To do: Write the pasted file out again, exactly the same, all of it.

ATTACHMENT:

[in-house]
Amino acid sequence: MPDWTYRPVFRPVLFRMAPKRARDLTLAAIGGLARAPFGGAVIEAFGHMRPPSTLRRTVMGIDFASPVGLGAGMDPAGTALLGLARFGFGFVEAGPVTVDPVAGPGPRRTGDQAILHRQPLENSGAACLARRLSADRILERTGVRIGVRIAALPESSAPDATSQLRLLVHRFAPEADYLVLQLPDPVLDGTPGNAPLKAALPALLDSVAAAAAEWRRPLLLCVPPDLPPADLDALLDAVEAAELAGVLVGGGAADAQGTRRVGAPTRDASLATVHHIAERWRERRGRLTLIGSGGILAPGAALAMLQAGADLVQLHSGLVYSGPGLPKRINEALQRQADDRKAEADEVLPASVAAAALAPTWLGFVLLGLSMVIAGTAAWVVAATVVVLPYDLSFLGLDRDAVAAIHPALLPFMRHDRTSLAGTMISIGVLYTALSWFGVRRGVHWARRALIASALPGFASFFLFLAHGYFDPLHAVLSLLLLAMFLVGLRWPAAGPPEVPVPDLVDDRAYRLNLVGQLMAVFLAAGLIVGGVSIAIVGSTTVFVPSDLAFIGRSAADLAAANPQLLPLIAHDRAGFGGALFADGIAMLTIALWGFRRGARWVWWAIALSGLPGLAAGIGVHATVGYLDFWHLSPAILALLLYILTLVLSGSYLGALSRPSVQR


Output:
[in-house]
Amino acid sequence: MPDWTYRPVFRPVLFRMAPKRARDLTLAAIGGLARAPFGGAVIEAFGHMRPPSTLRRTVMGIDFASPVGLGAGMDPAGTALLGLARFGFGFVEAGPVTVDPVAGPGPRRTGDQAILHRQPLENSGAACLARRLSADRILERTGVRIGVRIAALPESSAPDATSQLRLLVHRFAPEADYLVLQLPDPVLDGTPGNAPLKAALPALLDSVAAAAAEWRRPLLLCVPPDLPPADLDALLDAVEAAELAGVLVGGGAADAQGTRRVGAPTRDASLATVHHIAERWRERRGRLTLIGSGGILAPGAALAMLQAGADLVQLHSGLVYSGPGLPKRINEALQRQADDRKAEADEVLPASVAAAALAPTWLGFVLLGLSMVIAGTAAWVVAATVVVLPYDLSFLGLDRDAVAAIHPALLPFMRHDRTSLAGTMISIGVLYTALSWFGVRRGVHWARRALIASALPGFASFFLFLAHGYFDPLHAVLSLLLLAMFLVGLRWPAAGPPEVPVPDLVDDRAYRLNLVGQLMAVFLAAGLIVGGVSIAIVGSTTVFVPSDLAFIGRSAADLAAANPQLLPLIAHDRAGFGGALFADGIAMLTIALWGFRRGARWVWWAIALSGLPGLAAGIGVHATVGYLDFWHLSPAILALLLYILTLVLSGSYLGALSRPSVQR